Friday, September 16, 2016

Friday Slice of Heaven, Slice into the Woods 9/16/2016

Welcome back, Donist World Denizens! For those of you new to our site, I’m Donist, and I am joined by Donist World CFO the Reverse Obie* (my friends’ Boston terrier whose fur recently swapped colors) and by our marketing director / administrative assistant / party planner / potluck proponent Tulip (my dog, Reverse Obie’s sister). The Donist World corporate office (Mom’s basement) has had it up to here with being served extra portions of home improvement fail this week and as such have decided to serve up some good food instead. That’s right, Denizens, we’re having a Donist World potlock. I made up a fresh batch of grape salsa (the jalapeños could have been hotter, but whatchagonnado) and brought a couple bags of tortilla chips. Reverse Obie brought a green jello dish with fruit in it, and Tulip…also brought a jello dish (red color) with fruit in it. Hmmmm. Here’s hoping Amy the Intern (my wife) brings burgers or chicken or something for tacos. Whatever the case, it looks to be a good time. So, cook up your favorite dish for the potluck (you know, the one you’re famous for), read some of the awesome Prez comic, check-in on an episode or two of the exceptional Stranger Things on Netflix, and most of all read some great comics. Take care. Thank you for reading!

*Obie, through his dabbling in arcane magics mixed with ancient corrupt business practices, has had not just the colors of his fur switched, but a complete overhaul of his work ethic as well…I think I’m kinda okay with the mishap.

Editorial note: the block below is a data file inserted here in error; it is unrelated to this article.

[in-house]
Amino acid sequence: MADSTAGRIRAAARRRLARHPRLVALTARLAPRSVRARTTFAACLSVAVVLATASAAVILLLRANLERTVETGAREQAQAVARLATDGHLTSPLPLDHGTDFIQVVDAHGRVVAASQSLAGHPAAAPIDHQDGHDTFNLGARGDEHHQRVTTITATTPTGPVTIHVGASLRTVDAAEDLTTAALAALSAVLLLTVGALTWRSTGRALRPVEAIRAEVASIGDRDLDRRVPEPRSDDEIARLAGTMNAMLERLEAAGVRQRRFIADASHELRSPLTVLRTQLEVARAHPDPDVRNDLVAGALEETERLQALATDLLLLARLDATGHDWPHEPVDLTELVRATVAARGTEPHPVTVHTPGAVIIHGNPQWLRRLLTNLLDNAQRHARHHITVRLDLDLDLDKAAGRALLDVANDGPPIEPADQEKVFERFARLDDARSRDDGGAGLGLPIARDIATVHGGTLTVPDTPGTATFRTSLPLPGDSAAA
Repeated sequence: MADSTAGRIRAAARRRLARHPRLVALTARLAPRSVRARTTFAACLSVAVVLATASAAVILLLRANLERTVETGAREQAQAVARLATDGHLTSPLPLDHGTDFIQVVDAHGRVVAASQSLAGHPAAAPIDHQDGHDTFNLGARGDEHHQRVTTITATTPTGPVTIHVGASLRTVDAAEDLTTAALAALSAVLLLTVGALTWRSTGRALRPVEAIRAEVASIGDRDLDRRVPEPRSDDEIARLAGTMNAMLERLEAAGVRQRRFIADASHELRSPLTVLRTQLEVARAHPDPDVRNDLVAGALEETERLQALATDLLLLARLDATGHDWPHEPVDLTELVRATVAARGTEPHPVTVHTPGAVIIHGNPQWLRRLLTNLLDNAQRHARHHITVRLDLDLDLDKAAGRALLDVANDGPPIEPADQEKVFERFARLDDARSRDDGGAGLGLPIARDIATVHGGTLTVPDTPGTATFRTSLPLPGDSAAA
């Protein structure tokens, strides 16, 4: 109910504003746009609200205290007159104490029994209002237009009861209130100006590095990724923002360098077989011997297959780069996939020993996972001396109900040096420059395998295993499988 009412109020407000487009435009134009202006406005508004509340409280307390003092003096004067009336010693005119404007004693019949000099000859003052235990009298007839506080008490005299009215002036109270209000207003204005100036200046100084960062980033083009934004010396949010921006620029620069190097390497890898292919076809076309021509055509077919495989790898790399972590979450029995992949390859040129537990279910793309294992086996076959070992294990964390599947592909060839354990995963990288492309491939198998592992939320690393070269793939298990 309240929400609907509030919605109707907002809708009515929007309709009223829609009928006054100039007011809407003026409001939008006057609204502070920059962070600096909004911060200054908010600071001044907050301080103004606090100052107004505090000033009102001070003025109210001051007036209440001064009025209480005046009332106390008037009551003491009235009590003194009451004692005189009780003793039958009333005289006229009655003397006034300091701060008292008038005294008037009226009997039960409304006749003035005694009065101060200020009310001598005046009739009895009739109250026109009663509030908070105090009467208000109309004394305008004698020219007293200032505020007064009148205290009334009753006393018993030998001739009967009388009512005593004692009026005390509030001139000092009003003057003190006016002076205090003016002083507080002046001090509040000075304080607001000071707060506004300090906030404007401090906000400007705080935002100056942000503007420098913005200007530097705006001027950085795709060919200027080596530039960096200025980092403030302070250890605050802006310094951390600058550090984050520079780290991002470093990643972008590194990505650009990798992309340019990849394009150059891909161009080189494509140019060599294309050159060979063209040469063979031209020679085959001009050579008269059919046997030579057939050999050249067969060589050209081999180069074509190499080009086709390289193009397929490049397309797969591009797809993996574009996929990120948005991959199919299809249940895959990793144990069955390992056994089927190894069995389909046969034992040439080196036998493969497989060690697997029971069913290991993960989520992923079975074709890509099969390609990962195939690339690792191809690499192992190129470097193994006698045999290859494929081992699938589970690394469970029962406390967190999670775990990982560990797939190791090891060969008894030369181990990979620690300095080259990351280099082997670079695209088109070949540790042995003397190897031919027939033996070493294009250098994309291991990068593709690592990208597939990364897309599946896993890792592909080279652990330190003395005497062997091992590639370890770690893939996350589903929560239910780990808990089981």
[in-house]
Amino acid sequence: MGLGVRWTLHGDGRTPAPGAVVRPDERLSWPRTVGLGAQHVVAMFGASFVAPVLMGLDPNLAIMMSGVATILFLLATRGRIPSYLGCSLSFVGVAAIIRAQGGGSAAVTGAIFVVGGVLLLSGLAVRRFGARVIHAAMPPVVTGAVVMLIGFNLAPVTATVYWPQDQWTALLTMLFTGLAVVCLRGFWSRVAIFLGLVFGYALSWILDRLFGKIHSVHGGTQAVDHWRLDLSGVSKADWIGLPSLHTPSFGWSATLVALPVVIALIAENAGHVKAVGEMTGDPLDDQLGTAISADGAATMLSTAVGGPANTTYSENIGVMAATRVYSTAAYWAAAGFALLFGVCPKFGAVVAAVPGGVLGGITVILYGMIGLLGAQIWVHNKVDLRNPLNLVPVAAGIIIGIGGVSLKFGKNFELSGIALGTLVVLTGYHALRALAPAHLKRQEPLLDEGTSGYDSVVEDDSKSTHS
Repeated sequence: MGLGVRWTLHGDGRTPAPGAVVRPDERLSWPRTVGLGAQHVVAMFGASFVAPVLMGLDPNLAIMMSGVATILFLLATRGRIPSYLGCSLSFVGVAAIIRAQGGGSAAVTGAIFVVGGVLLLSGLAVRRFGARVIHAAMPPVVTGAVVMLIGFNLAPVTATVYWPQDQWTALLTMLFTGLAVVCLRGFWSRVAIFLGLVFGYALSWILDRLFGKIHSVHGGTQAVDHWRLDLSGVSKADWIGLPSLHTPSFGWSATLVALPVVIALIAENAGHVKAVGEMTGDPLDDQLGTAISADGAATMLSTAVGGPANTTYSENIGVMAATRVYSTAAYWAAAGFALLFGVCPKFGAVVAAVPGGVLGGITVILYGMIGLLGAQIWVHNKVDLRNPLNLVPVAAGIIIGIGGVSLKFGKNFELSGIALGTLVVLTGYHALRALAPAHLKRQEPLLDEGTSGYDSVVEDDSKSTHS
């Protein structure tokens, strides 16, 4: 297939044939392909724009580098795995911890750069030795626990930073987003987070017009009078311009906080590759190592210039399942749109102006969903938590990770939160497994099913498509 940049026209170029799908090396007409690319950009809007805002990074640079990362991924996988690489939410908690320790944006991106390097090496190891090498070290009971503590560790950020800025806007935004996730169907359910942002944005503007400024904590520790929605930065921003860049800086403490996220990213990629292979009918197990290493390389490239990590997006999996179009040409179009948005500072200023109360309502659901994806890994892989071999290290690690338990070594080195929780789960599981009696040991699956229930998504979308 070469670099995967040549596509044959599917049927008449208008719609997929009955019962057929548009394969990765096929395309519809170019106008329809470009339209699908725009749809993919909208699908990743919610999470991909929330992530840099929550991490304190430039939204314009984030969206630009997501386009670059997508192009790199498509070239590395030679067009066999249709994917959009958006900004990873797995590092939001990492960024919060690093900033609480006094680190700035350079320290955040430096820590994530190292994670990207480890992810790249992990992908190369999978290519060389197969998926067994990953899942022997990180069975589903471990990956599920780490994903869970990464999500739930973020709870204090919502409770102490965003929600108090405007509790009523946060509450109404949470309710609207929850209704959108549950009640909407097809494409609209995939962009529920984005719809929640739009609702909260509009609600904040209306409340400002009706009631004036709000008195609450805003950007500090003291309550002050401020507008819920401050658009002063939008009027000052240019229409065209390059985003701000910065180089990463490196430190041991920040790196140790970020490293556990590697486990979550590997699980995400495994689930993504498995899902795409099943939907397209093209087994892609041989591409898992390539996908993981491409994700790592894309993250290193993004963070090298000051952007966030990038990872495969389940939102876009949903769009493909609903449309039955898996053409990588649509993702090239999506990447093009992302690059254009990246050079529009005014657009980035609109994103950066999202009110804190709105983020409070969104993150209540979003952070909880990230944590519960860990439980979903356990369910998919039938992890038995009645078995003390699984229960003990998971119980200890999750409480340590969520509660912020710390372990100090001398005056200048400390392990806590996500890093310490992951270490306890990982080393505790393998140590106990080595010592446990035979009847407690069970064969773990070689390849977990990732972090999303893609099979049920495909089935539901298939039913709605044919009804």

***Possible Spoilers Below***

Wonder Woman #6
Wonder Woman #6 - Written by Greg Rucka, illustrated by Nicola Scott, colored by Romulo Fajardo Jr., lettered by Jodi Wynne, published by DC Comics. Diana and Steve Trevor land an invisible plane in sunny San Diego with the bodies of Trevor’s former team as cargo. The military is probably going to have a question or two for them.

Wonder Woman continues to be one of the best DC Superhero comics I have read in quite a while, and I have read some pretty cool DC superhero books over the past few years. The funny thing about this issue is not a single supervillain or superhero appears. Not one punch or kick is thrown. Instead, Rucka and Scott focus on Steve and Diana’s connection, their communication issues, and them trying to explain to the military about Diana and the Amazons; this book is all the better for it.

Diana and Trevor’s relationship is at the forefront of this “Wonder Woman: Year One” storyline, and Scott’s simply gorgeous artwork completely sells the trust between the two through some of the best character acting I have seen outside of a Terry Moore comic. As you read the page, you experience exactly how overwhelming this new world is to the Amazon princess, and how hesitant and guarded she feels in dealing with these strange, new people.  Aside from Trevor, Diana is alone. No one speaks her language except for one individual — which wonderfully ties this story set in the past to the story in the present. Whether you see Diana react to a bunch of police officers with weapons drawn, or Trevor breaking the bad news to his buddy’s widow, or Diana waiting in a holding cell you can’t help but empathize with these characters. The emotion on their faces and the stunning display of body language when combined with Fajardo Jr.’s lively, vibrant colors easily pulls you in.

I guess the eyes have it, Denizens, as Wonder Woman has transitioned from a superhero comic to a story about characters I honestly care for. Yup, no action, only drama, and this issue is one heck of a compelling read that leaves me eager to see what happens next. It’s not too late to jump in with the even-numbered issues covering the past or the odd-numbered issues covering the present, and while you’re scooping this series up, don’t forget to grab a copy of Wonder Woman: Rebirth #1 while you’re on the hunt, you’ll be glad you did. VERY HIGHLY RECOMMENDED!

Black Science #24